The Calming is a meditative portrait of a woman’s post-breakup rediscoveries

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The Calming. // Courtesy of Film at Lincoln Center

Loss has the power to completely reshape one’s relationship with the world around them. With a loved one who influenced the trajectory of your life now out of the picture, you alone are left to recenter yourself and chart your own path forward—even as the people around you carry on with their lives, seemingly oblivious to the fact that parts of your own identity feel lost in translation. It’s a rocky, often achingly lonely process that’s rendered beautifully in Song Fang’s second feature, The Calming.

For our heroine Lin (a reserved Qi Xi)—a Chinese documentary filmmaker who’s something of a stand-in for director Song—that loss comes in the form of a recent, offscreen breakup with her serious boyfriend. The subject is only explicitly mentioned once, when she reveals her newfound singlehood to a friend before hastily requesting that they change the subject. 

In lieu of more straight-forward exposition, The Calming trails Lin as she attempts to recenter herself through wanderlust. The film’s setting changes almost constantly, as we accompany her from snowy Japanese mountains to bustling Hong Kong streets to a serene Beijing park without warning. Lin sporadically drops in on her loved ones over the course of her travels, flinching just a bit as she hears about a friend’s recent marriage, praising an actress’s latest award, and watching as her elderly parents gracefully cope with her father’s unnamed illness in the midst of their peaceful retirement.

Apart from her dad’s condition, the ever-shifting people and locales around Lin appear so tranquil and firmly set in their ways that she comes off as a Chantal Akerman-esque wanderer in a composed still-life, drifting from place to place in the same neutral-colored clothing and dark braid for almost the entire movie. Director Song starkly frames her protagonist against an array of hotel rooms and public transit windows, showcasing a woman who feels trapped in limbo but doesn’t want to be.

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The Calming. // Courtesy of Film at Lincoln Center

About halfway through the film, Lin takes a brief break from wandering to participate in a post-screening Q&A for her latest film, a forest documentary that seems even more plotless than The Calming. An audience member questions her, arguing that such a naturalistic piece would be better off in an art gallery, instead of in a movie theater where moviegoers naturally expect a greater emphasis on storytelling and characters.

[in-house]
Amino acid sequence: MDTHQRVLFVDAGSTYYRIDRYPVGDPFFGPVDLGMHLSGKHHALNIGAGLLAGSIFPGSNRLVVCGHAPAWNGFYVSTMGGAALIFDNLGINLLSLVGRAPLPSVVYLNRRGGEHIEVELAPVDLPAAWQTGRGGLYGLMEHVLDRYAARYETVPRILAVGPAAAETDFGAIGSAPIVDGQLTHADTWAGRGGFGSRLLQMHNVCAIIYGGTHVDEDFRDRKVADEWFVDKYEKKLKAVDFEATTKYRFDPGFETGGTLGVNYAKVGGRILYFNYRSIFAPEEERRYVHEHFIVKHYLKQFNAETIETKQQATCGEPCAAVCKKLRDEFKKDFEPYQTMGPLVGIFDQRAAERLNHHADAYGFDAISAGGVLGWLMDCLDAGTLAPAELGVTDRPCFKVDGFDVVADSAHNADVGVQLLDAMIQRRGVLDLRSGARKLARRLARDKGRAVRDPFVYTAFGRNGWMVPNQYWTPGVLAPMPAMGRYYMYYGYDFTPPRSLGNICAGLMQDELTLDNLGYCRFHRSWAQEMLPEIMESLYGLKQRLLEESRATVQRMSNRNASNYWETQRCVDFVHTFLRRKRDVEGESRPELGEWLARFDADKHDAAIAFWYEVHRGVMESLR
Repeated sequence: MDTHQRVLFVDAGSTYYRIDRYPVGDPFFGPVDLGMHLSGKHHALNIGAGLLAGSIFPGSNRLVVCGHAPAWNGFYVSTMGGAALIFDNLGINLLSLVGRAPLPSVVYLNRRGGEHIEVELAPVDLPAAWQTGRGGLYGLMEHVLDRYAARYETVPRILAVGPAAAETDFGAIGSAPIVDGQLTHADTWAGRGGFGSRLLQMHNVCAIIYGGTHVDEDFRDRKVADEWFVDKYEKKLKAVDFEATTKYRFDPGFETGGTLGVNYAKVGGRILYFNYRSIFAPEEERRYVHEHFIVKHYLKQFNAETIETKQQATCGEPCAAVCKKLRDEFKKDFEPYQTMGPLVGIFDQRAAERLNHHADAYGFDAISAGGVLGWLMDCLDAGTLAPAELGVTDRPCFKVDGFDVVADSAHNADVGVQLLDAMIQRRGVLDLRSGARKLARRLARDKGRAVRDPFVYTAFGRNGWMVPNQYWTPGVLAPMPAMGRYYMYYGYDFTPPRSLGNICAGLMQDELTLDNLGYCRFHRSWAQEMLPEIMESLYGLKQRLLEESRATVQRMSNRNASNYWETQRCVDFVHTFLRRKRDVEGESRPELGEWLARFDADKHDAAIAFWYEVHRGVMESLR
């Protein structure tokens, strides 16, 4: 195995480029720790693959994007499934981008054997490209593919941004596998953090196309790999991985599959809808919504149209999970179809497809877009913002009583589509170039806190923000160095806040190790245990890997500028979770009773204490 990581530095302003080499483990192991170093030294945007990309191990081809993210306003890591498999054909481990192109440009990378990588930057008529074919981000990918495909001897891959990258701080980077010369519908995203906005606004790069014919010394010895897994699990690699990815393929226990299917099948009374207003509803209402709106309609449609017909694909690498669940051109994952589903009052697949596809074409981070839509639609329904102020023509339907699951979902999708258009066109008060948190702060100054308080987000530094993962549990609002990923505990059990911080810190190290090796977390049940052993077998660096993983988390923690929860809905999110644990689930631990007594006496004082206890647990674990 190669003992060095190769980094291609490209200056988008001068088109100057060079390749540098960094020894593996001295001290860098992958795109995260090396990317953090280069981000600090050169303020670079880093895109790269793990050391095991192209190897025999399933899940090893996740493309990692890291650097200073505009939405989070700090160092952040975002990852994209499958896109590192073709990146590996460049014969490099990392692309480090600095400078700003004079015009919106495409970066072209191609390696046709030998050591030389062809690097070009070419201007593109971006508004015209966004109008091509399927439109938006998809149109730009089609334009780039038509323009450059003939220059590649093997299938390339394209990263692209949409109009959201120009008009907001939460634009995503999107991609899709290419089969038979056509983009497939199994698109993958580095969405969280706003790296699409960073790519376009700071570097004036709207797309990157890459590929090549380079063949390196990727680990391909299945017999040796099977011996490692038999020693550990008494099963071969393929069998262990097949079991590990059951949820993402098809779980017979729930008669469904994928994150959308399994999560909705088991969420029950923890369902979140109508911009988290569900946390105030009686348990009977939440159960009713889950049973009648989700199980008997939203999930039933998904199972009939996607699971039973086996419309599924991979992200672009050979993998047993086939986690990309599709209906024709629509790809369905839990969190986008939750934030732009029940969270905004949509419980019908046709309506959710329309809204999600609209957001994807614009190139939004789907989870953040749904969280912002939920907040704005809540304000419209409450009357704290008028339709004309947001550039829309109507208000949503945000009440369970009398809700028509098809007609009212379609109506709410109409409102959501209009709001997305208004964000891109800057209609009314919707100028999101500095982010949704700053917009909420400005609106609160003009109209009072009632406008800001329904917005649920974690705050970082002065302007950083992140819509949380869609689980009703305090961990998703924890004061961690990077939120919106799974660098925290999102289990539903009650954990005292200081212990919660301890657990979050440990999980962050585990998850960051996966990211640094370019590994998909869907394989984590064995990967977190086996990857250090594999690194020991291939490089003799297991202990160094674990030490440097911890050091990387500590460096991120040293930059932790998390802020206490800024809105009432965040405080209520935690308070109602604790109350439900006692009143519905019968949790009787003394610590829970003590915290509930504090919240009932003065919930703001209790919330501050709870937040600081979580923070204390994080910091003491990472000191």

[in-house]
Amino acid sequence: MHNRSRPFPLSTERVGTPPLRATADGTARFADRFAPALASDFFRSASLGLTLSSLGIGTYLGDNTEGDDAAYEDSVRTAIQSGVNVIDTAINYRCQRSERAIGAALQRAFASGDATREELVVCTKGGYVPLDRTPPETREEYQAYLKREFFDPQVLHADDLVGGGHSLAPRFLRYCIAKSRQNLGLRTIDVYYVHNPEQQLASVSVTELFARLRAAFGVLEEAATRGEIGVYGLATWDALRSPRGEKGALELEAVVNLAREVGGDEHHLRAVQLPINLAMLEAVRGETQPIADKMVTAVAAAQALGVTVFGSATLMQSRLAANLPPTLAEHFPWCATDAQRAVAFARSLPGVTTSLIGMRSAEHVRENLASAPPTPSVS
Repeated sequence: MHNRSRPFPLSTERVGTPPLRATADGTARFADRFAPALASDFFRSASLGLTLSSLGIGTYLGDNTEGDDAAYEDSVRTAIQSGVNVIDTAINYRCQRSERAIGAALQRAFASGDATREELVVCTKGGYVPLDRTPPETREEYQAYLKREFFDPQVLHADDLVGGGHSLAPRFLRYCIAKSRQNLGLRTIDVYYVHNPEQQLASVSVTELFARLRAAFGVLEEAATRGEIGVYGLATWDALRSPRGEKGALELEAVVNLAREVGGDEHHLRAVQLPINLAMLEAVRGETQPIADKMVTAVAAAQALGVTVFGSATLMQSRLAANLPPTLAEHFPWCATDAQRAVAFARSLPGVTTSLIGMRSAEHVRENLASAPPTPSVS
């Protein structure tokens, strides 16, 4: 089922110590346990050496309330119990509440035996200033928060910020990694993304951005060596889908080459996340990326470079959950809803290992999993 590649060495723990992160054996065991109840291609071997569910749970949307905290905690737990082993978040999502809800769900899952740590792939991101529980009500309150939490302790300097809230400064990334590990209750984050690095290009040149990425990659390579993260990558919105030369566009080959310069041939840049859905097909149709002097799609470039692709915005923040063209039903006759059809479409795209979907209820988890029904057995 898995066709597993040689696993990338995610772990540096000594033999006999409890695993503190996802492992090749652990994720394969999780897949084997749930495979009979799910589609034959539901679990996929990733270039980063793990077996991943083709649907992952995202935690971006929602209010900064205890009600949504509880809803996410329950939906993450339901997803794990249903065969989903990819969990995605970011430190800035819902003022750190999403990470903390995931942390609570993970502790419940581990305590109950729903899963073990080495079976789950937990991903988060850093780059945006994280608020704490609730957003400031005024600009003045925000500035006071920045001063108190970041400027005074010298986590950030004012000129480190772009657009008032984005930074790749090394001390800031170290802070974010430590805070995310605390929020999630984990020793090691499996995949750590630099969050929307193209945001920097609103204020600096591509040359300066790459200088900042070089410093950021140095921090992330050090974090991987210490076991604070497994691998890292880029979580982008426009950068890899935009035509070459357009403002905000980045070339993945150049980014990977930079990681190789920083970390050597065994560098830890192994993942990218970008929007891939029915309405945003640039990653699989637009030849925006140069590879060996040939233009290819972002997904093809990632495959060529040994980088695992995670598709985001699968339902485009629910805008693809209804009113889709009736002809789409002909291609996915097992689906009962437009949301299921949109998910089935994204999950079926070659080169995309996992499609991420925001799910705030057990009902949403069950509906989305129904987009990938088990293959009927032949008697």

She plainly answers that the impact of watching something unfold on the big screen is different (a sad fact to consider during a time when many of us are confined to our homes). It’s one of the only moments in which someone truly pulls Lin away from her quiet soul-searching, and feels like a knowing nod from director Song to her own critics — her autobiographical debut film, Memories Look at Me, is a similarly meditative work of meta-realism. 

The Calming itself could easily exist within a museum. It’s artfully composed (with many stunning panoramas of the sweeping nature and towering cityscapes surrounding Lin), and for the most part, her quest to move on from heartbreak is so nonlinear that passerby could easily drop in on it and meander away with little confusion. In fact, as our protagonist constantly listens and watches her environment, alone but intently engaged with it, the movie frequently comes off as a sort of cinematic ASMR—her internal life may be fraught, but it would be easy to drift off to the steady chug of a train or the crunching of snow under boots.

And while it’s true that many viewers will undoubtedly lose patience with The Calming’s emphasis on feeling over structured storytelling, I would urge newcomers to take Lin’s advice and simply immerse yourself. Without a singular explanation behind the character’s art or perambulations, Song invites us to project our own uncertainties and yearning onto Lin’s destination-less journeys and enjoy a vicarious exhale of relief as life assuredly plods on around her, even as she fumbles to regain her footing. As we all grapple with uncertainties about our newfound place in the world, The Calming provides hope that, in the near future, we’ll be able to wander alongside her.

Categories: Movies